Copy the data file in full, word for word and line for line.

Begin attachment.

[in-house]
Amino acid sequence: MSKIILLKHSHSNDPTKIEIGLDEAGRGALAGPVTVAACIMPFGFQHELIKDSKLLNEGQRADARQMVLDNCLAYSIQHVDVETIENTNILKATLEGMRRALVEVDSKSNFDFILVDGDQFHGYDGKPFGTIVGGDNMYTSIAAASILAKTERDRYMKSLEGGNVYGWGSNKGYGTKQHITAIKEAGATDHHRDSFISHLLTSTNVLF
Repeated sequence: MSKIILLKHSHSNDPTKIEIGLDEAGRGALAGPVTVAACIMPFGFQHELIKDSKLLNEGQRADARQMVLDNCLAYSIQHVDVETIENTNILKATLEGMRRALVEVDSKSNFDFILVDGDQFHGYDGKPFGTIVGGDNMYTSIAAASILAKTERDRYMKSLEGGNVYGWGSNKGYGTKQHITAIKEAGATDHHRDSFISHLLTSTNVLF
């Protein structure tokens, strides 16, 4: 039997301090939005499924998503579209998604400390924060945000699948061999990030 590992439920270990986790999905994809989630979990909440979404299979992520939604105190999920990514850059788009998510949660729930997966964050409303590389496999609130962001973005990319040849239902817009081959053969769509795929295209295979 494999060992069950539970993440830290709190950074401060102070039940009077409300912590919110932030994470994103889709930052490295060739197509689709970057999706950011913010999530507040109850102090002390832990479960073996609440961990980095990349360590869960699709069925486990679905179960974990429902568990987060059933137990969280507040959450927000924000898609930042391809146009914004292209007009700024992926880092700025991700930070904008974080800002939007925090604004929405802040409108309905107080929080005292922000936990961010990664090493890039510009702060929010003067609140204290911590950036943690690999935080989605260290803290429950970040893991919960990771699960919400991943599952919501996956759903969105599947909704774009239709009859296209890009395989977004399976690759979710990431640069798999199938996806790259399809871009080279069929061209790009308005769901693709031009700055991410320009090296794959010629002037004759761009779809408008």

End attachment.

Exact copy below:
[in-house]
Amino acid sequence: MSKIILLKHSHSNDPTKIEIGLDEAGRGALAGPVTVAACIMPFGFQHELIKDSKLLNEGQRADARQMVLDNCLAYSIQHVDVETIENTNILKATLEGMRRALVEVDSKSNFDFILVDGDQFHGYDGKPFGTIVGGDNMYTSIAAASILAKTERDRYMKSLEGGNVYGWGSNKGYGTKQHITAIKEAGATDHHRDSFISHLLTSTNVLF
Repeated sequence: MSKIILLKHSHSNDPTKIEIGLDEAGRGALAGPVTVAACIMPFGFQHELIKDSKLLNEGQRADARQMVLDNCLAYSIQHVDVETIENTNILKATLEGMRRALVEVDSKSNFDFILVDGDQFHGYDGKPFGTIVGGDNMYTSIAAASILAKTERDRYMKSLEGGNVYGWGSNKGYGTKQHITAIKEAGATDHHRDSFISHLLTSTNVLF
């Protein structure tokens, strides 16, 4: 039997301090939005499924998503579209998604400390924060945000699948061999990030 590992439920270990986790999905994809989630979990909440979404299979992520939604105190999920990514850059788009998510949660729930997966964050409303590389496999609130962001973005990319040849239902817009081959053969769509795929295209295979 494999060992069950539970993440830290709190950074401060102070039940009077409300912590919110932030994470994103889709930052490295060739197509689709970057999706950011913010999530507040109850102090002390832990479960073996609440961990980095990349360590869960699709069925486990679905179960974990429902568990987060059933137990969280507040959450927000924000898609930042391809146009914004292209007009700024992926880092700025991700930070904008974080800002939007925090604004929405802040409108309905107080929080005292922000936990961010990664090493890039510009702060929010003067609140204290911590950036943690690999935080989605260290803290429950970040893991919960990771699960919400991943599952919501996956759903969105599947909704774009239709009859296209890009395989977004399976690759979710990431640069798999199938996806790259399809871009080279069929061209790009308005769901693709031009700055991410320009090296794959010629002037004759761009779809408008």